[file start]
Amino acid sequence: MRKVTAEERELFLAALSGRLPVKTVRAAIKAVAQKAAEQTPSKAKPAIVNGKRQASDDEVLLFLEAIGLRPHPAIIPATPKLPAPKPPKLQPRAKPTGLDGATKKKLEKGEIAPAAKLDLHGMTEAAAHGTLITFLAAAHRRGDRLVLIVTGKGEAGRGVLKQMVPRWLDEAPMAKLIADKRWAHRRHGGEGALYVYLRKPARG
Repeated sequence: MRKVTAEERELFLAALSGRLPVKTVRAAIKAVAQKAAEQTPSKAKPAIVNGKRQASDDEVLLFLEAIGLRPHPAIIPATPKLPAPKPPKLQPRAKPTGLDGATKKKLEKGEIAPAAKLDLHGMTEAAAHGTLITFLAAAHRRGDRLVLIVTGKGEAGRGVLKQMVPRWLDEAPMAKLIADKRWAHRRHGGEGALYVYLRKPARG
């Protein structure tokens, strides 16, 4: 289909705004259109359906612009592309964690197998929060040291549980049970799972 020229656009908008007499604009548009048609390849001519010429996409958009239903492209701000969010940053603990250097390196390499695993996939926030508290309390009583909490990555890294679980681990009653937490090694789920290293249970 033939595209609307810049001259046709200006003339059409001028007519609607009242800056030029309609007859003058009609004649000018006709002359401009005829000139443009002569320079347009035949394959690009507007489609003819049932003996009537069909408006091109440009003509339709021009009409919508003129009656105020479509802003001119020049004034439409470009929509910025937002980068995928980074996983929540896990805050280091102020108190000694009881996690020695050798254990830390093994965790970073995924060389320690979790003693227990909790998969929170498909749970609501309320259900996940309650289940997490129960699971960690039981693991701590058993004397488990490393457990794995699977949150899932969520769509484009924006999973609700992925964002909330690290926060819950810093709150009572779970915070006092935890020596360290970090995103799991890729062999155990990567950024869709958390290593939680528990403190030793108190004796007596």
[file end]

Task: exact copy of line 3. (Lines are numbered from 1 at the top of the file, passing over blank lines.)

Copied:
């Protein structure tokens, strides 16, 4: 289909705004259109359906612009592309964690197998929060040291549980049970799972 020229656009908008007499604009548009048609390849001519010429996409958009239903492209701000969010940053603990250097390196390499695993996939926030508290309390009583909490990555890294679980681990009653937490090694789920290293249970 033939595209609307810049001259046709200006003339059409001028007519609607009242800056030029309609007859003058009609004649000018006709002359401009005829000139443009002569320079347009035949394959690009507007489609003819049932003996009537069909408006091109440009003509339709021009009409919508003129009656105020479509802003001119020049004034439409470009929509910025937002980068995928980074996983929540896990805050280091102020108190000694009881996690020695050798254990830390093994965790970073995924060389320690979790003693227990909790998969929170498909749970609501309320259900996940309650289940997490129960699971960690039981693991701590058993004397488990490393457990794995699977949150899932969520769509484009924006999973609700992925964002909330690290926060819950810093709150009572779970915070006092935890020596360290970090995103799991890729062999155990990567950024869709958390290593939680528990403190030793108190004796007596």